Chris EK, on life as a continually learning software engineer.

Ramda's Once

Someone recently described to me that, in an interview, he was asked to implement a function that would only run once, even if invoked multiple times. This immediately made me think of Ramda—my go-to JavaScript library (think Underscore or lodash, but with a little more functional programming flavor)—and its once function:

Great, once “accepts a function fn and returns a function that guards invocation of fn such that fn can only ever be called once, no matter how many times the returned function is invoked.” Getting back to the original question (i.e., in an interview), this would be one kind of answer. It would show knowledge of the JavaScript ecosystem, some of its libraries (and why to use them), and how to apply it to a specific problem.

That said, let’s go deeper—how would we implement once from scratch? Since Ramda’s implementation worked so well for us, let’s look no further than Ramda. Looking at the source, it’s relatively straightforward to see what’s going on:

(once.js) download
var _curry1 = require('./internal/_curry1');

module.exports = _curry1(function once(fn) {
    var called = false, result;
    return function() {
        if (called) {
            return result;
        called = true;
        result = fn.apply(this, arguments);
        return result;

Let’s ignore _curry1 for now (though we’ll get to it), and rewrite as follows:

And there we have it! So what’s actually happening here? The first several lines are simple: we declare the variables called (initialized to false) and result, return result if called is true, otherwise set called to true and then assign result = fn.apply(this, arguments);.

What is that line doing? It’s using apply(), which “calls a function with a given this value and arguments provided as an array”. It’s a way of dealing with scope, making sure we pass the right value of this to fn. In our example above (console.log...), this isn’t an issue, so we could plausibly replace the line in question with result = fn(arguments);.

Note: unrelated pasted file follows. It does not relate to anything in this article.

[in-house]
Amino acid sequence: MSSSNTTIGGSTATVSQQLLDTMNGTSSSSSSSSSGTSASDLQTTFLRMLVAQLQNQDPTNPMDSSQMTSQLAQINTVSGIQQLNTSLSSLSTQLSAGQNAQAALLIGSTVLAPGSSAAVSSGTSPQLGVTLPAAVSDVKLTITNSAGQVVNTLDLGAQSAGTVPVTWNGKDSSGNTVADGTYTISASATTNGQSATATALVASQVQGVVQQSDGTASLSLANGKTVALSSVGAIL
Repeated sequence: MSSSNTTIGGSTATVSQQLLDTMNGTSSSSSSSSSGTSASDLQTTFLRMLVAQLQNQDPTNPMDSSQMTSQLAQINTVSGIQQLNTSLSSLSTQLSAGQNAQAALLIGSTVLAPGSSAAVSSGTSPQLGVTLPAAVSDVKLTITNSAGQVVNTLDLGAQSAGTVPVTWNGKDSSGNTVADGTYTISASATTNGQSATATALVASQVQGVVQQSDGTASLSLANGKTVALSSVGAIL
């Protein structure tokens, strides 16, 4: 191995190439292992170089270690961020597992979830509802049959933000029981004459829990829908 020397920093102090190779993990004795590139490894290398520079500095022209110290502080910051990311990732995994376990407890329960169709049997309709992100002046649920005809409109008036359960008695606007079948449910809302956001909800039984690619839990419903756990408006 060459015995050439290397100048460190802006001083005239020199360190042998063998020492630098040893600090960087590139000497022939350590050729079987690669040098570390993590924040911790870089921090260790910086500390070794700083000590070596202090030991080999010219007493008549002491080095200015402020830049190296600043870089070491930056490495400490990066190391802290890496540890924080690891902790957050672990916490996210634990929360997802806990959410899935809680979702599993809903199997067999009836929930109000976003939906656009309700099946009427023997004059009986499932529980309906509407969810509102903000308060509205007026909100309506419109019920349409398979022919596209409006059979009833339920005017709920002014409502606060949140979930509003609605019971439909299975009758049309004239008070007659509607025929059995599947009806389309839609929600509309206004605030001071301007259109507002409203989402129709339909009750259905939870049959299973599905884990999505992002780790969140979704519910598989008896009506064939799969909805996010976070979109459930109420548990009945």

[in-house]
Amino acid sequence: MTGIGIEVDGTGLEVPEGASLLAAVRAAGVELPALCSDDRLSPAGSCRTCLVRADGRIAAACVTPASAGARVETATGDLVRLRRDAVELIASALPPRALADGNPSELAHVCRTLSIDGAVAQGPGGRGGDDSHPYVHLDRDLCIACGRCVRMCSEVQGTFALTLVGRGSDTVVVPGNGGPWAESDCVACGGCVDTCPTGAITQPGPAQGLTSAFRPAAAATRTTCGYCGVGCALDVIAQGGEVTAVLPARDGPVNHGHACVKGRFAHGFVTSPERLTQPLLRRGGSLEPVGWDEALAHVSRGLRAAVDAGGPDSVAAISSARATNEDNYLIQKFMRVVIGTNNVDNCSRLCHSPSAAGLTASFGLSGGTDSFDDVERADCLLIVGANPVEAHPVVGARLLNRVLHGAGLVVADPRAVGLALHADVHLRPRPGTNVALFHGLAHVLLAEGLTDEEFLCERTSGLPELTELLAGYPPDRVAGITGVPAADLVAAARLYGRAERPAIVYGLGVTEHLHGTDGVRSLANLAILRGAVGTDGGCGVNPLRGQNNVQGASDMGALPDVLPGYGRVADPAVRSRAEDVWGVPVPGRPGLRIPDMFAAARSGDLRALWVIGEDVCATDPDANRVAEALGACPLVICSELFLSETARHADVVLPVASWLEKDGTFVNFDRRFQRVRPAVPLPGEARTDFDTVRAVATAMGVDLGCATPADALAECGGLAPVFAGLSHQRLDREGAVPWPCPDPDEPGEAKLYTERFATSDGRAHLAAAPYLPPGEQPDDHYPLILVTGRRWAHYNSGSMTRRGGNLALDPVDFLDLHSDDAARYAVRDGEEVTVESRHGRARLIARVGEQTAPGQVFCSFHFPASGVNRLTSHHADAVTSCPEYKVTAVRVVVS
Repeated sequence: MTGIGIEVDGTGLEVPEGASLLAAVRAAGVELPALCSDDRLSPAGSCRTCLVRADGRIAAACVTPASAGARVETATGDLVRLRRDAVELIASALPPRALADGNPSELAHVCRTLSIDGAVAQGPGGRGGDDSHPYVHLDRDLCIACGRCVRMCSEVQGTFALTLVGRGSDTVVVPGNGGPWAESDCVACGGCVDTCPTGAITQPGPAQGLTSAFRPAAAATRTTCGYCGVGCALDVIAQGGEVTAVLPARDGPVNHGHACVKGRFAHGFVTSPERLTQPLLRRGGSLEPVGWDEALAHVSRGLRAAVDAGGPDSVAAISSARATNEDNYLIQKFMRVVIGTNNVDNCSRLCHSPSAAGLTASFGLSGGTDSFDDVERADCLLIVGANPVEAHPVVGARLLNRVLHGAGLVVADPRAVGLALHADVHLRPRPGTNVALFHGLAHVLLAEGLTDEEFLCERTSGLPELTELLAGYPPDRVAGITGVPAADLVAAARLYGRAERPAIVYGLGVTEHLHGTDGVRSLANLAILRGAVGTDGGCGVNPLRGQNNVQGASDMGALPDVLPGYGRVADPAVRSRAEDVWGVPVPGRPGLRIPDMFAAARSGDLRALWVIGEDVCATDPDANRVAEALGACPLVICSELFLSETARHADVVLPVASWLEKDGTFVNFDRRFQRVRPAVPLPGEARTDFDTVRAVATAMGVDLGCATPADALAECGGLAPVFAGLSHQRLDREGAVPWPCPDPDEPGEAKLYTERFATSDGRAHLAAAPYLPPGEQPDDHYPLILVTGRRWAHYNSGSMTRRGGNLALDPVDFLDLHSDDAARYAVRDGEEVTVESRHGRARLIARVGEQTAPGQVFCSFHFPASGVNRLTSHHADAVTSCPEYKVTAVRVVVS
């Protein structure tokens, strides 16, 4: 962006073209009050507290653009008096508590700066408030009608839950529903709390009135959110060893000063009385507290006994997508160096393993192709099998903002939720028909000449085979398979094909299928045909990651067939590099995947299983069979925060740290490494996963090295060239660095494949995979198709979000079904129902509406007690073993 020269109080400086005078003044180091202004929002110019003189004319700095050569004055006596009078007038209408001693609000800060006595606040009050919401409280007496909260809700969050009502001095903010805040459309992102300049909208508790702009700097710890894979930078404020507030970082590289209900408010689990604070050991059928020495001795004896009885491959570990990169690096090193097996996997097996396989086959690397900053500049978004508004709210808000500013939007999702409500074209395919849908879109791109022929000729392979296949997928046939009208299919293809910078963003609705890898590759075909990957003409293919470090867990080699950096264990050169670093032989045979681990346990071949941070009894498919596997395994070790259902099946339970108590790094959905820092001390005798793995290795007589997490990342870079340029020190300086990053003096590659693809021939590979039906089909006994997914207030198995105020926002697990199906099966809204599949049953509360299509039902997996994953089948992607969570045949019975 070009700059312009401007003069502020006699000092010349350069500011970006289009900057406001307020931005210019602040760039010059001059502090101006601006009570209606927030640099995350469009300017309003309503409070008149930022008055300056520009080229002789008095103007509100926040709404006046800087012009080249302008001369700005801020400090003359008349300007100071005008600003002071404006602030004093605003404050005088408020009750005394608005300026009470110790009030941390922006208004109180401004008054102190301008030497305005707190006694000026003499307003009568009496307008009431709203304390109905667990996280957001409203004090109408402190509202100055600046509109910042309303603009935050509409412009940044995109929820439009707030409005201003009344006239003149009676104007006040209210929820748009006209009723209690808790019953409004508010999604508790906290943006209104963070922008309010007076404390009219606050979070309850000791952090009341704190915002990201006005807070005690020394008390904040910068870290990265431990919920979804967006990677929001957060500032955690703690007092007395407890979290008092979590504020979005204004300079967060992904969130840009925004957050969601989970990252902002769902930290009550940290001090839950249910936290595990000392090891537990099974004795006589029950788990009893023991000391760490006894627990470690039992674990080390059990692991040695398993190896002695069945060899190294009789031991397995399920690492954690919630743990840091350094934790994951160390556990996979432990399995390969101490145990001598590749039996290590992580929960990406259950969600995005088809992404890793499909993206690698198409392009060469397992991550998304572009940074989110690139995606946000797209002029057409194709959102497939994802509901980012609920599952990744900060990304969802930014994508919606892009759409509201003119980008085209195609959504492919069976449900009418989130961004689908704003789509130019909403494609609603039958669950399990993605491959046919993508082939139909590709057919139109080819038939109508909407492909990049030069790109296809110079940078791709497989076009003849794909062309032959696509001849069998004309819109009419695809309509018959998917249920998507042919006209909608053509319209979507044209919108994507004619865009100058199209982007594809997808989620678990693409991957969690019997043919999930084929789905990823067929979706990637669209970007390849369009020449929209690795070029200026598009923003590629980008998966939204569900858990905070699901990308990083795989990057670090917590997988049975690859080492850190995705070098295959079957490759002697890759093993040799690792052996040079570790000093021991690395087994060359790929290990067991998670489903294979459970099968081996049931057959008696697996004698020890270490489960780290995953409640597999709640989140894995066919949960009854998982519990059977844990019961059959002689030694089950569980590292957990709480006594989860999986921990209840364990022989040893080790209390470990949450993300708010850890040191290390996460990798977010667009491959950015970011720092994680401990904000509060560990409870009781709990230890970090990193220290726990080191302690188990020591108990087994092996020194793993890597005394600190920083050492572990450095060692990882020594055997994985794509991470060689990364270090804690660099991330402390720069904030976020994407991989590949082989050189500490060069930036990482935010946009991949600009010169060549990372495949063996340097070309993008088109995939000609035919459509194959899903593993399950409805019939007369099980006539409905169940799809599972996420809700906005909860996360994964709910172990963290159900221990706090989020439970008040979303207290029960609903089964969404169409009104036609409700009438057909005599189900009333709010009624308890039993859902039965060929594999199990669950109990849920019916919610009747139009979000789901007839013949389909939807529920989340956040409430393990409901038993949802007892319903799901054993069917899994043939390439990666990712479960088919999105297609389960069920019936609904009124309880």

It is an issue, however, when scope and this matter. For example, using Ramda’s example of wrapping an addOne function (var addOneOnce = R.once(function(x){ return x + 1; });) using once, we can see that not using apply() (left) breaks the adding behavior, but it works when using apply() (right).

This occurs (on the left) because without passing the correct value for this, x in the addOne function becomes "[object Arguments]", which, when 1 is added, becomes "[object Arguments]1". On the other hand (on the right), given the correct value for this, x becomes 10 (or whatever argument we pass) and the result is correct.

And that about concludes this post, with one open question remaining: currying? Ramda’s implementation of once uses curry1, in keeping with its API (functions first, data last) and functional style. Currying is just a way of turning a function that expects n parameters into one that, when supplied less than n parameters, returns a new function awaiting the remaining parameters. It’s a handy way that Ramda enables us to build functions, pass those functions around as first-class objects, and call when ready. Back to our once examples, currying is what’s happening when we call once(addOne) and see function anonymous(). once(addOne) expects one more parameter, so we call once(addOne)(10) and get 11.


Why Ramda?
Favoring Curry